Hawthorn Tree Diseases
Hawthorns (Crataegus spp.) are large shrubs or small trees that usually grow in thickets in the wild. In the home garden, their yellow or red fruits add seasonal color in the fall and winter, as well as provide food for birds and wildlife. In addition, small animals often nest in the dense, thorny foliage. Depending on the variety, hawthorns can grow in United States Department of Agriculture plant hardiness zones 3a through 11a.
The fungus entosporium causes tiny reddish spots on the older leaves of hawthorns. Some of the spots may have halos. As the disease progress, the spots get bigger, turn darker red, and develop spores. In some cases, a glossy membrane may form over the spores. Diseased leaves fall from the tree prematurely. Spray a mixture of 2 1/4 teaspoons of chlorothalonil in 1 gallon of water to the upper and lower sides of the leaves until the liquid runs off. Apply every seven to 14 days until the symptoms are gone. During wet or cloudy weather, apply the spray at the recommended shorter intervals.
A Scorched Plant
Fire blight is a bacterial disease that causes the infected plant material of hawthorns to turn brown or black and appear scorched. Once the pathogen enters a flower, it can spread to the stems, leaves and fruit. In severe cases, the disease spreads to the roots of the tree and can kill it. Infected flowers and shoots wilt, and the ends of the shoots curve into the shape of a hook. Pink to orangish-red streaks form under the bark of infected wood, and small cankers appear on the branches and trunk. Apply a mixture of 1/2 to 1 teaspoon liquid copper fungicide in 1 gallon of water every five to seven days from the beginning of the bloom cycle until flowering stops.
Cedar-hawthorn rust is a fungal disease that causes deformed fruit and orangish-red spots on the leaves of hawthorns. Cedar-quince rust also causes orangish-red spots on the leaves, as well as distorted growth of infected petioles, twigs, and thorns. Severe cases of both types of rust cause the premature drop of foliage. Apply chlorothalonil at the same rate as for entosporium leaf spots mentioned previously.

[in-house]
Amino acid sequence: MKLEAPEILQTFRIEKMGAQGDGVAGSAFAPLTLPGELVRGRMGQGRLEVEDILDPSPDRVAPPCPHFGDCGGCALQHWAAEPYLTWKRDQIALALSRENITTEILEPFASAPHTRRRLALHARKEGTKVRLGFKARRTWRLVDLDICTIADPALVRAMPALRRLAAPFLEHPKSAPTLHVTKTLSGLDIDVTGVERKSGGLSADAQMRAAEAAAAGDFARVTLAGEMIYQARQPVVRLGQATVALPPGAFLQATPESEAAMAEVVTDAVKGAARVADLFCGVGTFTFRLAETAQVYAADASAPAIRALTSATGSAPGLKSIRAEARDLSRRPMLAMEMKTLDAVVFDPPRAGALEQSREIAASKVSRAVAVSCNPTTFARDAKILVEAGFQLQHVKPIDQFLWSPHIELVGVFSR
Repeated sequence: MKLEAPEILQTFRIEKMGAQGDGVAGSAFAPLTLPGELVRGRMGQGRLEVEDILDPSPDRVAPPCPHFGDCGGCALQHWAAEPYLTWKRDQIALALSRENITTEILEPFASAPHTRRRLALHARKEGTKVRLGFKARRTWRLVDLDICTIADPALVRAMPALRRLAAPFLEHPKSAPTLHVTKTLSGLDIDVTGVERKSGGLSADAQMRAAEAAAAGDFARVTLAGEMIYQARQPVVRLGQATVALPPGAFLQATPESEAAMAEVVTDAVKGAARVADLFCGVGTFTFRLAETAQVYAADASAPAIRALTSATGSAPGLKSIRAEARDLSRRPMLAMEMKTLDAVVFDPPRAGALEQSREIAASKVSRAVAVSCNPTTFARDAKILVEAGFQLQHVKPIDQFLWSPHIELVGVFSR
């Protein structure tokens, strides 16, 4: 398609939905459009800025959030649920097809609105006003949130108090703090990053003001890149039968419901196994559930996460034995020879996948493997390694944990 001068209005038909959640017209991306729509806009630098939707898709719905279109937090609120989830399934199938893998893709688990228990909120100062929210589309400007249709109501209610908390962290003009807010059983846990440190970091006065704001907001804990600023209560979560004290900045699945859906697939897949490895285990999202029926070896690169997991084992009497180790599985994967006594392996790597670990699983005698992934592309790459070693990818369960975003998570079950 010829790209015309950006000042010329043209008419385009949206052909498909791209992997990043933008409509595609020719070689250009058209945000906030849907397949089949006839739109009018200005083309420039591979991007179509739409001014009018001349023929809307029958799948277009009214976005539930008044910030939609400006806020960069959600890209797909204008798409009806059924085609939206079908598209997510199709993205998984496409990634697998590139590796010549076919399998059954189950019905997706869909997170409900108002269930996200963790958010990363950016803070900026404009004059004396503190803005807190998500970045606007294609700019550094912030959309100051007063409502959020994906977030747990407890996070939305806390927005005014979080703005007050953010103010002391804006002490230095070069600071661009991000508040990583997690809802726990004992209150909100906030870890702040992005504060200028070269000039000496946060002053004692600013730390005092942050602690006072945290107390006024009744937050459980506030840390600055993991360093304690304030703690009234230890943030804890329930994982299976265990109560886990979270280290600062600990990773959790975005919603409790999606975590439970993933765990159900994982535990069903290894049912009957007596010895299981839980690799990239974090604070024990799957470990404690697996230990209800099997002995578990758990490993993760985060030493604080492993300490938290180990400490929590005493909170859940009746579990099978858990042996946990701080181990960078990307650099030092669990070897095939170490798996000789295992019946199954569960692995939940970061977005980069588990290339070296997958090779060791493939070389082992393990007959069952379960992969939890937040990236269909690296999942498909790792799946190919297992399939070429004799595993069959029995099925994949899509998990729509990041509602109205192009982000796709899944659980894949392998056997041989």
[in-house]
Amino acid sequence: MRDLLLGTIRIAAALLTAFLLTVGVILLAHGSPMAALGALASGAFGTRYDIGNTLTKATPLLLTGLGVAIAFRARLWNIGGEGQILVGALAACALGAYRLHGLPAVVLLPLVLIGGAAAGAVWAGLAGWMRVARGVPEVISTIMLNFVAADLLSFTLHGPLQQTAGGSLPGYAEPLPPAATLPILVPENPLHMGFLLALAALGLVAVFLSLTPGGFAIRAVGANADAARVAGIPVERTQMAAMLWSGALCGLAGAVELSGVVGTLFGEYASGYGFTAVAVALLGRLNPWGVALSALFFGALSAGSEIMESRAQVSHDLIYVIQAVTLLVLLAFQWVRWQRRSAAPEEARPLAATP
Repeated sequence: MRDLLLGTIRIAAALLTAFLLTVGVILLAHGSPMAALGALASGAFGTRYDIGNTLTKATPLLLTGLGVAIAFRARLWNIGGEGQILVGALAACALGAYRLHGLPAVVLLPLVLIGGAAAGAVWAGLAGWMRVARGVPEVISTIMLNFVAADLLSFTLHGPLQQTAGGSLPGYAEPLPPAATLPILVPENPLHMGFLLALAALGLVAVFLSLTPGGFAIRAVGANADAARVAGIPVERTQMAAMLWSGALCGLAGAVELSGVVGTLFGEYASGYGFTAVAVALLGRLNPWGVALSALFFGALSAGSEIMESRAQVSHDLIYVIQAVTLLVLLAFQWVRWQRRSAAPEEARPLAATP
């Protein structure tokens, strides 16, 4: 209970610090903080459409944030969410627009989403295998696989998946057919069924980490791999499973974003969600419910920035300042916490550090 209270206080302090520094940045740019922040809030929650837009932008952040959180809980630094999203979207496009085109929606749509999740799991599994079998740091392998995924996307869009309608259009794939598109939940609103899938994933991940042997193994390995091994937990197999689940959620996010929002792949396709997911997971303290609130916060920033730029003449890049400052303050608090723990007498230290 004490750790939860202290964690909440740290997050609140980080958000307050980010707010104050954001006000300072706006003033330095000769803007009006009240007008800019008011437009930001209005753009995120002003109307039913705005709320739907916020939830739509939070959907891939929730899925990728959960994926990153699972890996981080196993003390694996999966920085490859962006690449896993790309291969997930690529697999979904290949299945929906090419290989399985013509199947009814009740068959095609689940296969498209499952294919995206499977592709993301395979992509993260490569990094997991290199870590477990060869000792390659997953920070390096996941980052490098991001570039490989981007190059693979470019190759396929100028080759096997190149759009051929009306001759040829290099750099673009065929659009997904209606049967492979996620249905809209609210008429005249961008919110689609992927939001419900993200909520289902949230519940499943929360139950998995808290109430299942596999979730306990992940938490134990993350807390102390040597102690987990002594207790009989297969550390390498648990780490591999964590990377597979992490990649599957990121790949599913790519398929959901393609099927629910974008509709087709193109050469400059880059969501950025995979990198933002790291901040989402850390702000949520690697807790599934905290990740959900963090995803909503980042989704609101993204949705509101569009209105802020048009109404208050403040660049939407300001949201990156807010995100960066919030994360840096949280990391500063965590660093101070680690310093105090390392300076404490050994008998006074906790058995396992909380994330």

A hawthorn grows 15 to 25 feet wide, depending on the species, and should be planted at least half of its estimated mature size from other trees to allow good air circulation. Thinning out crowded branches also improves air circulation. Do not use overhead irrigation, or water during the morning so the foliage has time to dry before evening. In addition, do not water hawthorns while they are blooming to help prevent fire blight. Excessive amounts of nitrogen fertilizer and heavy pruning promote succulent new growth that is more susceptible to diseases. Remove and destroy infected plant material. After pruning diseased plants, disinfect pruners with Lysol cleaner, bleach or alcohol.
Wear long sleeves, long pants, socks, shoes, and gloves when applying chemicals. Wash exposed skin immediately afterwards. Do not spray chemicals on windy days and do not allow the spray to drift onto other plants. Do not contaminate bodies of water with spray or rinse water. Keep people and pets out of treated areas until the spray is completely dry.
- National Gardening Association: Crataegus aestivalis
- National Gardening Association: Crataegus crus-galli
- National Gardening Association: Crataegus mollis
- National Wildlife Federation: 'Tis the Season for Birds and Berries
- Penn State Extension: Hawthorn Diseases
- University of California: Entomosporium leaf spot
- University of California: Fire Blight